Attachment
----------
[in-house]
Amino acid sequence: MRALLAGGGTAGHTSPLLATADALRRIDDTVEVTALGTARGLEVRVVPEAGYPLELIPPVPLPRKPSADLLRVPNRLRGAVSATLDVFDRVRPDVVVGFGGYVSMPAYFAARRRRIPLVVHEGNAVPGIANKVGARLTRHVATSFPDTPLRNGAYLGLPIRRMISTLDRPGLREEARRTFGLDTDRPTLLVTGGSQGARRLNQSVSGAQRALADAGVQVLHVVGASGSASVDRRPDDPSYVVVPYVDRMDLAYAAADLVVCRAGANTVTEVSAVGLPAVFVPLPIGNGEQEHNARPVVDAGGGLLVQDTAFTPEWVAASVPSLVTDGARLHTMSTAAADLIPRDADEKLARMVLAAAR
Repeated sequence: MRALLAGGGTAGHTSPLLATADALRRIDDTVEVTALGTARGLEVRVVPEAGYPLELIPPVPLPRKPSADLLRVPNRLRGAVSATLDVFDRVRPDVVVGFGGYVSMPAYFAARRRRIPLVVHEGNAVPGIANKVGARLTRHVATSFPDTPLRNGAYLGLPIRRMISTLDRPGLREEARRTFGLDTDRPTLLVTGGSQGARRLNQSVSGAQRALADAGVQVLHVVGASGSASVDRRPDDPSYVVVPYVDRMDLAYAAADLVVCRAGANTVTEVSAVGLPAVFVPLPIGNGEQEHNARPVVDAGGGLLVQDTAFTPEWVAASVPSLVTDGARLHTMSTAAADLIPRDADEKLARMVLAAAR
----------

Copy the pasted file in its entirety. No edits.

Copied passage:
[in-house]
Amino acid sequence: MRALLAGGGTAGHTSPLLATADALRRIDDTVEVTALGTARGLEVRVVPEAGYPLELIPPVPLPRKPSADLLRVPNRLRGAVSATLDVFDRVRPDVVVGFGGYVSMPAYFAARRRRIPLVVHEGNAVPGIANKVGARLTRHVATSFPDTPLRNGAYLGLPIRRMISTLDRPGLREEARRTFGLDTDRPTLLVTGGSQGARRLNQSVSGAQRALADAGVQVLHVVGASGSASVDRRPDDPSYVVVPYVDRMDLAYAAADLVVCRAGANTVTEVSAVGLPAVFVPLPIGNGEQEHNARPVVDAGGGLLVQDTAFTPEWVAASVPSLVTDGARLHTMSTAAADLIPRDADEKLARMVLAAAR
Repeated sequence: MRALLAGGGTAGHTSPLLATADALRRIDDTVEVTALGTARGLEVRVVPEAGYPLELIPPVPLPRKPSADLLRVPNRLRGAVSATLDVFDRVRPDVVVGFGGYVSMPAYFAARRRRIPLVVHEGNAVPGIANKVGARLTRHVATSFPDTPLRNGAYLGLPIRRMISTLDRPGLREEARRTFGLDTDRPTLLVTGGSQGARRLNQSVSGAQRALADAGVQVLHVVGASGSASVDRRPDDPSYVVVPYVDRMDLAYAAADLVVCRAGANTVTEVSAVGLPAVFVPLPIGNGEQEHNARPVVDAGGGLLVQDTAFTPEWVAASVPSLVTDGARLHTMSTAAADLIPRDADEKLARMVLAAAR